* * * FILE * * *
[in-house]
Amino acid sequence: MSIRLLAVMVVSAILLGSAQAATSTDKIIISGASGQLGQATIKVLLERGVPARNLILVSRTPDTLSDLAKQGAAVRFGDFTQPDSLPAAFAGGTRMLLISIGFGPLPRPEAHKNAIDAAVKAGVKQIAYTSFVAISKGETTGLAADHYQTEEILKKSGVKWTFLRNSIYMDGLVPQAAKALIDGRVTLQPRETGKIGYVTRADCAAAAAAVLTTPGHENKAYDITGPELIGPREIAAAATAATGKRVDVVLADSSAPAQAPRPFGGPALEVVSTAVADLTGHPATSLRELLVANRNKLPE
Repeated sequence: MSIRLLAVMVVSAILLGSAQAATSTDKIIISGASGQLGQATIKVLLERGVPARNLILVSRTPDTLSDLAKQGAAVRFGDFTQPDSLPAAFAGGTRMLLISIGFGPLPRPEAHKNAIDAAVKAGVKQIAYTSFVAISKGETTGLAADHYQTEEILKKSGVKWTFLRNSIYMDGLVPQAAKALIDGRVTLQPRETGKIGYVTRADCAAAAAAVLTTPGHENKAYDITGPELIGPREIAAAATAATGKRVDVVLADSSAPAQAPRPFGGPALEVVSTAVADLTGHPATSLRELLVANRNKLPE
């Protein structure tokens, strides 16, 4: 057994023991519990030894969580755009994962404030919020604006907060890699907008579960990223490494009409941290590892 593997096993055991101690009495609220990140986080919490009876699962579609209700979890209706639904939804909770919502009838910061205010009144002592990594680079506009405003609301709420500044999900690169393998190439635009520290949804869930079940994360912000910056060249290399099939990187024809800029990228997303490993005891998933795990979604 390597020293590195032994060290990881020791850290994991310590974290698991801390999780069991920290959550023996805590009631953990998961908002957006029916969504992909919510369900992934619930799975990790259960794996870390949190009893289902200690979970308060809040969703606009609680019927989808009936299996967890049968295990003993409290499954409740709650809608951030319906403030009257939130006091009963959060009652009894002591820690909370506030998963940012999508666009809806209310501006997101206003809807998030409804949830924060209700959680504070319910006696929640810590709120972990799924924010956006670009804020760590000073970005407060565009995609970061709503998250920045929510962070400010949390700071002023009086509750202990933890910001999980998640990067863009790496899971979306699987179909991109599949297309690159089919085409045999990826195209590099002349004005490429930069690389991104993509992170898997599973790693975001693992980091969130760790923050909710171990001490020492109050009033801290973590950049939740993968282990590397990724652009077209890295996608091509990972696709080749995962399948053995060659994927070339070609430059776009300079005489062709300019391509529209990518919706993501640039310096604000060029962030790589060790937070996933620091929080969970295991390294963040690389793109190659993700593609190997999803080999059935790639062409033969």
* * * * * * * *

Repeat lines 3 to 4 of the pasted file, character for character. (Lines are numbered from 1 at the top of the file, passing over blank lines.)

Repeated sequence: MSIRLLAVMVVSAILLGSAQAATSTDKIIISGASGQLGQATIKVLLERGVPARNLILVSRTPDTLSDLAKQGAAVRFGDFTQPDSLPAAFAGGTRMLLISIGFGPLPRPEAHKNAIDAAVKAGVKQIAYTSFVAISKGETTGLAADHYQTEEILKKSGVKWTFLRNSIYMDGLVPQAAKALIDGRVTLQPRETGKIGYVTRADCAAAAAAVLTTPGHENKAYDITGPELIGPREIAAAATAATGKRVDVVLADSSAPAQAPRPFGGPALEVVSTAVADLTGHPATSLRELLVANRNKLPE
């Protein structure tokens, strides 16, 4: 057994023991519990030894969580755009994962404030919020604006907060890699907008579960990223490494009409941290590892 593997096993055991101690009495609220990140986080919490009876699962579609209700979890209706639904939804909770919502009838910061205010009144002592990594680079506009405003609301709420500044999900690169393998190439635009520290949804869930079940994360912000910056060249290399099939990187024809800029990228997303490993005891998933795990979604 390597020293590195032994060290990881020791850290994991310590974290698991801390999780069991920290959550023996805590009631953990998961908002957006029916969504992909919510369900992934619930799975990790259960794996870390949190009893289902200690979970308060809040969703606009609680019927989808009936299996967890049968295990003993409290499954409740709650809608951030319906403030009257939130006091009963959060009652009894002591820690909370506030998963940012999508666009809806209310501006997101206003809807998030409804949830924060209700959680504070319910006696929640810590709120972990799924924010956006670009804020760590000073970005407060565009995609970061709503998250920045929510962070400010949390700071002023009086509750202990933890910001999980998640990067863009790496899971979306699987179909991109599949297309690159089919085409045999990826195209590099002349004005490429930069690389991104993509992170898997599973790693975001693992980091969130760790923050909710171990001490020492109050009033801290973590950049939740993968282990590397990724652009077209890295996608091509990972696709080749995962399948053995060659994927070339070609430059776009300079005489062709300019391509529209990518919706993501640039310096604000060029962030790589060790937070996933620091929080969970295991390294963040690389793109190659993700593609190997999803080999059935790639062409033969």